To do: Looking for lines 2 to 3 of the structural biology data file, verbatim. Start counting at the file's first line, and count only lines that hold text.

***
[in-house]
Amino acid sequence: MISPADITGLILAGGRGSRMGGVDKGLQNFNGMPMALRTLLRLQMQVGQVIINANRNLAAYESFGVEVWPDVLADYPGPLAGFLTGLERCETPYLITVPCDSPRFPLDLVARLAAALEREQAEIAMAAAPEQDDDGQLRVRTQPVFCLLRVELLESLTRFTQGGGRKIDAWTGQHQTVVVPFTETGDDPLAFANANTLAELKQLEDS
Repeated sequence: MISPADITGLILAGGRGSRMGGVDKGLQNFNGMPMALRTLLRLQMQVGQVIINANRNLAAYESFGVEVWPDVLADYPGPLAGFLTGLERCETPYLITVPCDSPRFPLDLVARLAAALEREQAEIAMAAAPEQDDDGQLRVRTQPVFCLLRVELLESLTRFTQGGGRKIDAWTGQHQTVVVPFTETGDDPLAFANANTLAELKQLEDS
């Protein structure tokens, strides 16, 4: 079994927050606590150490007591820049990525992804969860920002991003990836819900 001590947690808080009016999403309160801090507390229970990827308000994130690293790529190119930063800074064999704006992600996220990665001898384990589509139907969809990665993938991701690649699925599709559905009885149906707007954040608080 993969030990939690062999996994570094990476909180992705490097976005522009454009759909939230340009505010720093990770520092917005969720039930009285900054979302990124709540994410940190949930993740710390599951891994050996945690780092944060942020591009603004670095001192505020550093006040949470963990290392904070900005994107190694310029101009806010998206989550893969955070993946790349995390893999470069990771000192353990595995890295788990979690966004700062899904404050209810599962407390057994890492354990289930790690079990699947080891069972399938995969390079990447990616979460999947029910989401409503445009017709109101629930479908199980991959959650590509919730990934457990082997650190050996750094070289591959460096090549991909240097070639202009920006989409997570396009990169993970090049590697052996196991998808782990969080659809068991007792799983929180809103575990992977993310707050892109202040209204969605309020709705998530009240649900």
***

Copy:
Amino acid sequence: MISPADITGLILAGGRGSRMGGVDKGLQNFNGMPMALRTLLRLQMQVGQVIINANRNLAAYESFGVEVWPDVLADYPGPLAGFLTGLERCETPYLITVPCDSPRFPLDLVARLAAALEREQAEIAMAAAPEQDDDGQLRVRTQPVFCLLRVELLESLTRFTQGGGRKIDAWTGQHQTVVVPFTETGDDPLAFANANTLAELKQLEDS
Repeated sequence: MISPADITGLILAGGRGSRMGGVDKGLQNFNGMPMALRTLLRLQMQVGQVIINANRNLAAYESFGVEVWPDVLADYPGPLAGFLTGLERCETPYLITVPCDSPRFPLDLVARLAAALEREQAEIAMAAAPEQDDDGQLRVRTQPVFCLLRVELLESLTRFTQGGGRKIDAWTGQHQTVVVPFTETGDDPLAFANANTLAELKQLEDS